Figure 9 Graphical representation of the design equations for mixed flow reactor
As an example, for constant density systems CA/CA0, = 1 - XA thus the performance expression for first-order reaction becomes
On the other hand, for linear expansion
thus for first-order reaction the performance expression of Eq. 16 becomes
For second-order reaction, A ------> products, -rA = k CA 2, εA = 0, the performance equation of Eq. 16 becomes
Similar expressions can be written for any other form of rate equation. These expressions can be written either in terms of concentrations or conversions. Using conversions is simpler for systems of changing density, while either form can be used for systems of constant density.
3. STEADY-STATE PLUG FLOW REACTOR
In a plug flow reactor the composition of the fluid varies from point to point along a flow path; consequently, the material balance for a reaction component must be made for a differential element of volume dV. Thus for reactant A, Eq. 1 becomes
input = output disappearance by reaction accumulation (22)
Referring to Fig. 10, we see for volume dV that
input of A, moles/time = FA
output of A, moles/time = FA dFA
disappearance of A by
reaction, moles/time = (-rA)dV
Figure 10 Notation for a plug flow reactor.
This, then, is the equation which accounts for A in the differential section of reactor of volume dV. For the reactor as a whole the expression must be integrated. Now FA0, the feed rate, is constant, but rA, is certainly dependent on the concentration or conversion of materials. Grouping the terms accordingly, we obtain
Equation 23 allows the determination of reactor size for a given feed rate and required conversion. Compare Eqs. 17 and 23. The difference is that in plug flow rA varies, whereas in mixed flow rA is constant. As a more general expression for plug flow reactors, if the feed on which conversion is based, subscript 0, enters the reactor partially converted, subscript i, and leaves at a conversion designated by subscript f, we have
in which case the performance equation can be expressed in terms of concentrations, or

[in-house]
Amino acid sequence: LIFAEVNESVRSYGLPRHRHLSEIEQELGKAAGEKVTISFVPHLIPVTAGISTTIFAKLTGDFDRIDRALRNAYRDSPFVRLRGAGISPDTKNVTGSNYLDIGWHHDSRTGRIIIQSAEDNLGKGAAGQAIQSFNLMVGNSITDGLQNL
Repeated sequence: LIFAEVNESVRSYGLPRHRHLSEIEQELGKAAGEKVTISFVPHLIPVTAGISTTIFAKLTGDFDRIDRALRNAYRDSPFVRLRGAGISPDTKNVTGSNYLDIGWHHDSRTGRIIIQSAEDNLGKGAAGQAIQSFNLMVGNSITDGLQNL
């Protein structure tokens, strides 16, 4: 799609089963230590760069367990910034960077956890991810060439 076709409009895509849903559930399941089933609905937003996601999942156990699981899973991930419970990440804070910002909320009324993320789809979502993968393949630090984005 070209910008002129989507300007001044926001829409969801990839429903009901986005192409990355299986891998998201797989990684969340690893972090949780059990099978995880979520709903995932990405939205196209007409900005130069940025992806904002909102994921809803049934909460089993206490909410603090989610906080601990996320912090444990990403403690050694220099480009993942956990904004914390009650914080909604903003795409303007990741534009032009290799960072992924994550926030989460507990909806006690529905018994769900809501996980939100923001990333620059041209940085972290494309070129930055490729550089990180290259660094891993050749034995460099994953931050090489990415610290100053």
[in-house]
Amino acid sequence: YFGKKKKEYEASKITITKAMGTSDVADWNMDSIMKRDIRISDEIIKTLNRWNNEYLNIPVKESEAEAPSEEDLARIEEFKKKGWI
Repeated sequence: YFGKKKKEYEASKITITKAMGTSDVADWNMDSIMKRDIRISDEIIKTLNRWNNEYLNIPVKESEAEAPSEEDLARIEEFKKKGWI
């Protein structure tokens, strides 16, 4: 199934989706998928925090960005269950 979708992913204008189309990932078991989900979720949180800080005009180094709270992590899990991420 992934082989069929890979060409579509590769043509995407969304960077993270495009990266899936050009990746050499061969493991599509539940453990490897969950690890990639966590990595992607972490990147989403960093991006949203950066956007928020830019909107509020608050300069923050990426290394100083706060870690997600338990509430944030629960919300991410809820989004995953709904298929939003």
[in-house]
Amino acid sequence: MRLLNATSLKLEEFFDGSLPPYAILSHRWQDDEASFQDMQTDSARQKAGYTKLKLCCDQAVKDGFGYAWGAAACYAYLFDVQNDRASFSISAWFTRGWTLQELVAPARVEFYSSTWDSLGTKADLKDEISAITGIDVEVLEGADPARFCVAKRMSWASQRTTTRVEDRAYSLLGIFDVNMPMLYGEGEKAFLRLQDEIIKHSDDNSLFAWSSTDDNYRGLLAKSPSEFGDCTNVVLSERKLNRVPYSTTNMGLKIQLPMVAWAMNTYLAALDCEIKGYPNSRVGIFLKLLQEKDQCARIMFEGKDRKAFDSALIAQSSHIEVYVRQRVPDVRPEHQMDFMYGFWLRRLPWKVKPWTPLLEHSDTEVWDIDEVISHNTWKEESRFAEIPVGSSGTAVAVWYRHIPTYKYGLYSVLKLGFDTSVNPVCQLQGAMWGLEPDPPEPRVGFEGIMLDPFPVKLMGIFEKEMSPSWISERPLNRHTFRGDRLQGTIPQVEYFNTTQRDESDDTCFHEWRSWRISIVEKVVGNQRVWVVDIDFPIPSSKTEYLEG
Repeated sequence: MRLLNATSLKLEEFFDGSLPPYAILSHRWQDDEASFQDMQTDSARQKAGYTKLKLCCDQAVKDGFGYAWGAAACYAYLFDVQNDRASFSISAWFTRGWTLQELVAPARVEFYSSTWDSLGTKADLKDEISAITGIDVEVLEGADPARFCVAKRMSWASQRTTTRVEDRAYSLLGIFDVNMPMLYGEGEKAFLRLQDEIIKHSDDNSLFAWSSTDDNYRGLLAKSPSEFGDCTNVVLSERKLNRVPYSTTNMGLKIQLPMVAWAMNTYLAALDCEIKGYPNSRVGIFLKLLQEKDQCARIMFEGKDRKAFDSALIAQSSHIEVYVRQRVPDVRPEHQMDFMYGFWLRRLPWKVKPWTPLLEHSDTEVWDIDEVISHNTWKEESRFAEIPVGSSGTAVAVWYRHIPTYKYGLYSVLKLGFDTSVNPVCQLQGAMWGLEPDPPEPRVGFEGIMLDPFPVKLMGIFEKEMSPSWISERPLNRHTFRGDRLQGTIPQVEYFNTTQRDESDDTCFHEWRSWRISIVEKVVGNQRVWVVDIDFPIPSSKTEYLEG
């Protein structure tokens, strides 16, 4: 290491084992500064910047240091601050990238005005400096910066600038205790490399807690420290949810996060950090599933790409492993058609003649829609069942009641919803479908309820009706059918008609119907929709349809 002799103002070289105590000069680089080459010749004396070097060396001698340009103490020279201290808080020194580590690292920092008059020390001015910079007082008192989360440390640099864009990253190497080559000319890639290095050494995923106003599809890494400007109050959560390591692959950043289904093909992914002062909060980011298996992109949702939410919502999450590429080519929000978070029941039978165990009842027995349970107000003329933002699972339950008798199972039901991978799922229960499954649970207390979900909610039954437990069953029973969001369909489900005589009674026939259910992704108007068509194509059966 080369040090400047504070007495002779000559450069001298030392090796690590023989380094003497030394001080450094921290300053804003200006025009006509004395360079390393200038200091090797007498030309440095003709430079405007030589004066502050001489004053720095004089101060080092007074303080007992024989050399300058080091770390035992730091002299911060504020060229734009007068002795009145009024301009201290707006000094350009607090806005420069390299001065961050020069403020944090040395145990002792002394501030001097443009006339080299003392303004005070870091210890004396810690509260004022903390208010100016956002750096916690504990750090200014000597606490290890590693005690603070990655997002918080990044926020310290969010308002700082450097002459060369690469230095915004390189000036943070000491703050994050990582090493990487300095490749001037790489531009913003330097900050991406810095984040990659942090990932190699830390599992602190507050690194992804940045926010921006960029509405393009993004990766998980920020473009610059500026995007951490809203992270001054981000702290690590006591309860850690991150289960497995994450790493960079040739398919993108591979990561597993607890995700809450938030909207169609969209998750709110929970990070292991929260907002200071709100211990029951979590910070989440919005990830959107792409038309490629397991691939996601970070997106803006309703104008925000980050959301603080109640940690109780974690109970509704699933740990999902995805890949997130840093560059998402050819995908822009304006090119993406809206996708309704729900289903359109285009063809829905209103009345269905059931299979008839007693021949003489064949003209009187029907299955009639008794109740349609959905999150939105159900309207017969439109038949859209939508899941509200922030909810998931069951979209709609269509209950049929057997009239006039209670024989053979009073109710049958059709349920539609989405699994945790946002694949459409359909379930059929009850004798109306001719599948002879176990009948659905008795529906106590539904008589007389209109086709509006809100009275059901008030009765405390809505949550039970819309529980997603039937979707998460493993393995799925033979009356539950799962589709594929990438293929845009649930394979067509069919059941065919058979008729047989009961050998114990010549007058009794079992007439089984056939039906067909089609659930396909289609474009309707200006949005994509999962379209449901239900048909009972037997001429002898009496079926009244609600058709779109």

Figure 11 Graphical representation of the performance equations for plug flow reactors.
These performance equations, Eqs. 23 to 25, can be written either in terms of concentrations or conversions. For systems of changing density it is more convenient to use conversions; however, there is no particular preference for constant density systems. Whatever its form, the performance equations interrelate the rate of reaction, the extent of reaction, the reactor volume, and the feed rate, and if any one of these quantities is unknown it can be found from the other three. Figure 11 displays these performance equations and shows that the spacetime needed for any particular duty can always be found by numerical or graphical integration. However, for certain simple kinetic forms analytic integration is possible-and convenient. To do this, insert the kinetic expression for r, in Eq.23 and integrate. Some of the simpler integrated forms for plug flow are as follows: Zero-order homogeneous reaction, any constant εA
First-order irreversible reaction,, A -------> products, any constant εA,
Where the density is constant, put εA = 0 to obtain the simplified performance equation.
By comparing the batch expressions with these plug flow expressions we find:
(1)For systems of constant density (constant-volume batch and constant-density plug flow) the performance equations are identical, T for plug flow is equivalent to t for the batch reactor, and the equations can be used interchangeably.
(2) For systems of changing density there is no direct correspondence between the batch and the plug flow equations and the correct equation must be used for each particular situation. In this case the performance equations cannot be used interchangeably.